Here’s the Star Gazette’s coverage of the accident in Covington, PA yesterday. Check out the posted comments after the article.

Covington A 74-year-old Lock Haven woman was killed Saturday afternoon when the Honda Civic in which she was riding was struck from behind by a 2000 International tanker truck.

Mildred L. Barnard was pronounced dead at Soldiers and Sailors Memorial Hospital in Wellsboro by Dr. Laura Rice after the 1:25 p.m. crash at the state Routes 2005 and 2022 intersection in Covington, said state police in Mansfield. Bernard was a passenger in the front seat.

Read the rest of the article here:

http://www.stargazette.com/article/20100320/NEWS01/3200374/Tanker-truck-car-crash-kills-Pa.-woman

Boldness must arise locally to save roads

This issue is just one of many that will arise. Classic freeze/thaw cycles in PA already compromise our secondary and tertiary roads without heavy truck traffic. Many of these roads have 10 ton weight limit bridges as well as weight limitations for the roads themselves, and much of the truck traffic greatly exceeds those limits. Not only does the question of “who will pay to fix these roads” come up again and again but the quality to which they are fixed may become an issue. Elk Run Road in Gaines, PA is being attended to daily by the company whose trucks destroyed the road. The gas company’s trucks, with a high clearance and/or 4-wheel drive, might be able to manage this fix of gravel and muck but the people who live on this road are struggling to get their every day vehicles in and out.

Published: March 14, 2010

It’s nearly spring and the secondary roads here are in poor shape. Some of the main roads, as well. It’s an annual occurrence. But, this year there is a dramatic difference¬†More roads are in far worse shape than perhaps ever before, in large part because of the battering from heavy trucks, many of which are in the area tending to the burgeoning natural gas industry….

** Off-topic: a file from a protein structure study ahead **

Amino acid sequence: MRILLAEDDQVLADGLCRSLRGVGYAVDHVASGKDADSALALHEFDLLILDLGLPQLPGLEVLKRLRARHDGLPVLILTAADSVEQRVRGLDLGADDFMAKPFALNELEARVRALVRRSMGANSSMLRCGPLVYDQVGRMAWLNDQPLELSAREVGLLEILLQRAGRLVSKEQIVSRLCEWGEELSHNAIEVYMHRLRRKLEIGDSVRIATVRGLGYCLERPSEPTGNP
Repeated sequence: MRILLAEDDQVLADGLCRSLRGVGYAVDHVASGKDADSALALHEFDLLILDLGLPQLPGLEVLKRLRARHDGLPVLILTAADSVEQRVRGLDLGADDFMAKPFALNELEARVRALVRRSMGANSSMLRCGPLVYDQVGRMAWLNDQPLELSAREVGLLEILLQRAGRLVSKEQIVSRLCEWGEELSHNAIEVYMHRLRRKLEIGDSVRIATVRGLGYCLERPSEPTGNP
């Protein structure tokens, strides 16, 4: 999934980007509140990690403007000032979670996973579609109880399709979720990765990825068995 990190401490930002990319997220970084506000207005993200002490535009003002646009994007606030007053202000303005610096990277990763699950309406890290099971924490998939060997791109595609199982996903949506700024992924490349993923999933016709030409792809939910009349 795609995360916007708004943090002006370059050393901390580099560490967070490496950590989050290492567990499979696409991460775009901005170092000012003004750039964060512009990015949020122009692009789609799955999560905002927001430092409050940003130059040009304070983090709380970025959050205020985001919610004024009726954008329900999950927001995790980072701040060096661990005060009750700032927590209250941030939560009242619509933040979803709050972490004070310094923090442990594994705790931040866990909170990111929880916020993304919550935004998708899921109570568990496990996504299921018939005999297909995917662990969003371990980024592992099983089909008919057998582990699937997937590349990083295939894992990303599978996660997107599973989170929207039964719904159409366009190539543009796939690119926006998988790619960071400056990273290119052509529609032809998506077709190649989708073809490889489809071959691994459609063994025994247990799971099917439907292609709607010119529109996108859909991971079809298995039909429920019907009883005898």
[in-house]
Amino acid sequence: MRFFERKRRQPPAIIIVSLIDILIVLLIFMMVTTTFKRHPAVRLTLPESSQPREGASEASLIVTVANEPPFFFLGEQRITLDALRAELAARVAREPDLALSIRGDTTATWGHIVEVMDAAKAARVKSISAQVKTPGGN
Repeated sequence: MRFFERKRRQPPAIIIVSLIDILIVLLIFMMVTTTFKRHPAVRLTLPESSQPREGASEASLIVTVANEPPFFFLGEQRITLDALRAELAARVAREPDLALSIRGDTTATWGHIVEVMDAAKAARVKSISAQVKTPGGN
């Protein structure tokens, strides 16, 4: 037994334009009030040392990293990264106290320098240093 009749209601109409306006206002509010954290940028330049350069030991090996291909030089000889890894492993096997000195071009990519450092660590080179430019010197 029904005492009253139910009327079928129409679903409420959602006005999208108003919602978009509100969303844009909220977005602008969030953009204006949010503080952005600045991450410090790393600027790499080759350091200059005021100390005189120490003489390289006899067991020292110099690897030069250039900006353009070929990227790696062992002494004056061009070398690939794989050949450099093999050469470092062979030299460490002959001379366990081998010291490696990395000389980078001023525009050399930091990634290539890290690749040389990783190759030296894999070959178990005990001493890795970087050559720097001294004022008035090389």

Inconvenience is an issue for motorists, of course. But far more important is safety for drivers. Safety for cars, safety for small trucks, safety for school buses carting children, and safety for big trucks, farm equipment and other vehicles.

Residents were warned about such looming hardships two years ago by county commissioners who saw early on some of the pros and cons of the natural gas boom resulting from exploitation of the Marcellus Shale play under Bradford County.

But, no one foresaw such a rapid expansion of prospecting and drilling – and infrastructure deterioration. Oversight, direction, regulation, control all lagged while the county was being transformed for better or for worse. Virtually all the mineral rights in Bradford County have been leased to gas companies, according to the Shirley Rockefeller, county register and recorder. Permits for 430 wells were issued by the state Department of Environmental Protection in 2009 for Bradford County alone, and 113 new wells were drilled. The rapid pace continues this year with 29 more drilling permits issued in January, second in the state only to Tioga County.

Plans for pipelines to transport the gas to markets are in the works. PennDOT, which only last week warned of a regional problem, says more than 60 roads in the county have been posted with weight restrictions. It is hard-pressed to keep up.

Behemoths lumber down the highways, some oversized, some overweight and, in too many cases, going too fast. They include 5,500 gallon and larger water tankers, flat beds to haul equipment, and dump trucks to haul material, all of which clog the roads, and grind the pavement. Crashes are more and more common. State police are levying unheard of fines for illegal loads running in the tens of thousands of dollars.

The roads, especially the secondary and tertiary roads are being pounded and pulverized into pot holes, gullies and broken shoulders. Driving is a hazard. Residents are growing impatient, even angry. Township supervisors and other municipal officials are at wits end.

It’s a crisis….

To read the full article, click here:

http://thedailyreview.com/opinion/boldness-must-arise-locally-to-save-roads-1.678530